My process for these write-ups is fairly simple. I finish editing the photos, then I sit in front of the computer (usually in the mornings) and close my eyes and transport back in time, to the day of the shoot. Usually its been at least a few weeks since the shoot. This is helpful because only the truly memorable moments remain in my mind. There are typically several that I reflect on, but almost always there is one memory in particular that finds me. All I do is make space for it. Then, I sort of let go.
Writing has always been very difficult for me, I later came to realize this was partially due to being dyslexic. The other, and probably larger part, was due to being terrified of what people would think - if I let them in. I've come to realize this is exactly what everyone that sits in front of my camera experiences. If they let go and let the "real" them shine through, people might judge them. When you see it in writing, you can't help but realize how stupid that sounds. But still, it can be scary. The truth is, I'm still sort of terrified every time I share one of these write-ups (and even the photos). But everyday I do, I get a little more confident, but also I care less and by care I mean overthink and over criticize less. Again, like my portraits, the more photos I shoot during a session, the less people are in their heads. They eventually stop paying attention to that voice in their head and let go.
So back to Frank and our time together. When I close my eyes and reflect on our portrait session, the memory that strikes me the most, actually didn't happen on the day of the shoot. It happened two weeks prior, when Frank texted me "Hey dude! You still need recruits for your b&w portrait series?". Nothing special about that text...unless you know Frank. He's one of the sweetest guys I know. Honest, kind and super reliable, but he can also be shy and fairly private. I've know him for almost 5 years, but it took Frank a while to open up and be really comfortable.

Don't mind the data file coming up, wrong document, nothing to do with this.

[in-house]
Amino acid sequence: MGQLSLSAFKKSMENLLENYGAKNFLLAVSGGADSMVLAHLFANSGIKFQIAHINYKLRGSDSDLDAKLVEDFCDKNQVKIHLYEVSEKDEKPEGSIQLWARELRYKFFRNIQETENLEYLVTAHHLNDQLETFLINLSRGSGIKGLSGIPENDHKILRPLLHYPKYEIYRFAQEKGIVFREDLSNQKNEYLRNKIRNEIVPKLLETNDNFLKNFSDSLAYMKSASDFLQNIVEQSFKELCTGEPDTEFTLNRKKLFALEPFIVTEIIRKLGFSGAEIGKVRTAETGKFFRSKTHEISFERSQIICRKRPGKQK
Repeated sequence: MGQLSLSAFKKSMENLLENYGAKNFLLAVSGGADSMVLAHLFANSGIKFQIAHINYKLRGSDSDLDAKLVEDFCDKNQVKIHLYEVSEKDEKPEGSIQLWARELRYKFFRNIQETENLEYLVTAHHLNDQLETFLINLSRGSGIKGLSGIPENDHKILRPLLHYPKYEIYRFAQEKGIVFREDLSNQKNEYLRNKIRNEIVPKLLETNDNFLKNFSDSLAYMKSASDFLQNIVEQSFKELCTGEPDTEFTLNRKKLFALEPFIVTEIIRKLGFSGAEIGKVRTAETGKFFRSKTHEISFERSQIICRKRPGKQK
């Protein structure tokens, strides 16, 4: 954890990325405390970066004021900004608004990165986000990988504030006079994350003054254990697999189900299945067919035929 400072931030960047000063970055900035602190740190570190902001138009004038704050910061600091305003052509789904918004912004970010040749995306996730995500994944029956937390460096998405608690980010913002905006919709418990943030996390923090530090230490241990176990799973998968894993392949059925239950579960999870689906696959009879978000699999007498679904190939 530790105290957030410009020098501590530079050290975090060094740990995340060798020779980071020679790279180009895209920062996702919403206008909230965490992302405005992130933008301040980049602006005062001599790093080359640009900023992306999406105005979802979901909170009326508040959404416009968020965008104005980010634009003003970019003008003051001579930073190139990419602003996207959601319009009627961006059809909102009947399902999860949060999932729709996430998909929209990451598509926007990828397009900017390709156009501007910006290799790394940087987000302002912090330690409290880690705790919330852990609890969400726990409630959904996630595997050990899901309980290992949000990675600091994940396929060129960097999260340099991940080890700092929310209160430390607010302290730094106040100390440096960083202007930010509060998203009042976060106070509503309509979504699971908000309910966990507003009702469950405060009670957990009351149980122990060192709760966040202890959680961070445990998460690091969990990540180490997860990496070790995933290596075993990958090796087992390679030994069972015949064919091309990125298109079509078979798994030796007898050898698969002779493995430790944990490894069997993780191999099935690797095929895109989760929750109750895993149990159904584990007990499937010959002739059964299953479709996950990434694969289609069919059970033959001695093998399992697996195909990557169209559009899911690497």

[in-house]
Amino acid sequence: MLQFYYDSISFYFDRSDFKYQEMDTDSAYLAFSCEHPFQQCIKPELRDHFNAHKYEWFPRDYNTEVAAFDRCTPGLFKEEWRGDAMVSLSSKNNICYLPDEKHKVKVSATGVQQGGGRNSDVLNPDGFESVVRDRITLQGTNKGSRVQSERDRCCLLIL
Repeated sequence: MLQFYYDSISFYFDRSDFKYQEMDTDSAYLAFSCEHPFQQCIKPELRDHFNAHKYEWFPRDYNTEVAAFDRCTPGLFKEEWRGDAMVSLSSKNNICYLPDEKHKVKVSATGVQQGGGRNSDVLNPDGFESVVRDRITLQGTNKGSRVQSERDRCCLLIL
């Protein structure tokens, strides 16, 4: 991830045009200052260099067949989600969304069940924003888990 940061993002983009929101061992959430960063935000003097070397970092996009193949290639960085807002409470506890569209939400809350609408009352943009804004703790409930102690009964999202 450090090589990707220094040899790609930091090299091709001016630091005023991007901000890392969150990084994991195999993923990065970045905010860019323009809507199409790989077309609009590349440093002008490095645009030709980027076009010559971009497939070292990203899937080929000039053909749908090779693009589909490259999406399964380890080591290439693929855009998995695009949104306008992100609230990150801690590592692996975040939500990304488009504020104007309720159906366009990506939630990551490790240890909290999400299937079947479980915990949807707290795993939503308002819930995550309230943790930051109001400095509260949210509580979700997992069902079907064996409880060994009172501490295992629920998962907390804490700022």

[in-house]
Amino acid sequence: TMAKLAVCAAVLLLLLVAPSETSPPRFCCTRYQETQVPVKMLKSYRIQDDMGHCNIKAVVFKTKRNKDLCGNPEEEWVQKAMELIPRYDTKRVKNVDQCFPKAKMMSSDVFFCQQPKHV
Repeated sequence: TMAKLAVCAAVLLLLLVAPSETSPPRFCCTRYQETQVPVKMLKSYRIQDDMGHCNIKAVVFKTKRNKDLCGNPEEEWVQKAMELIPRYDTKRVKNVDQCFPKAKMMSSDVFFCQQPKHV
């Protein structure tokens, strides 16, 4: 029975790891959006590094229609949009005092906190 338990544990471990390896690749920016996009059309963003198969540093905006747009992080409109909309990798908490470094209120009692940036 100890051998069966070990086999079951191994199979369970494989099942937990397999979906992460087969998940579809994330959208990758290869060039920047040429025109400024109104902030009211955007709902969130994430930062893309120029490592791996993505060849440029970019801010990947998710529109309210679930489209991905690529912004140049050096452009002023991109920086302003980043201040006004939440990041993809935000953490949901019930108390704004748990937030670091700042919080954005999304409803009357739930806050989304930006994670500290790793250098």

The other interesting part of the story is that Frank was my landlord until very recently - that's how we meet 5 years ago. You hear these horror stories about terrible landlords. Well, Frank was the exact opposite of all those stories. I have so much love for the dude. Over the years he would stop by every once and awhile and he'd ask "what are you working on these days? Anything good?". I'd invite him in and tell him about whatever project I was working on at the time. He genuinely cared. I really enjoyed our talks, especially when the wine came out. So, one day in November I ran into Frank in the stairs and he asked me that same question "what are you working on these day?". I pulled out my phone and started to show him the early pictures of the first few portraits. No reaction. I told him about what the project was about. Still no reaction. I asked him if he was "maybe... possibly... sort of interested to be a model? " Blank face. Then after a long pause he respectfully declined. Frank being Frank, he still wanted to help, but was clearly not comfortable being the one in front of the camera. So he started listing off names of friends that might be interested. I can't say I was surprised. Like I said, Frank can be a little shy. No harm in asking though.
I thought that was going to be the end of it. I would've bet money on it. But low and behold, two weeks later, on a Sunday morning, I get a text message and before I know it I've booked my dear friend Frank for a portrait. What a great surprise.
ONE LESSON FROM THIS SHOOT:
The lesson was very clear to me. Everyone wants to be seen. That's my favourite part of this portrait project. If I do my job right, I get to bring people out of their shells (we all have them!) and show them how truly beautiful they are both inside and out. I can hear the haters barking about how cheesy that sounds, but fuck it's true. We are - all of us - beautiful.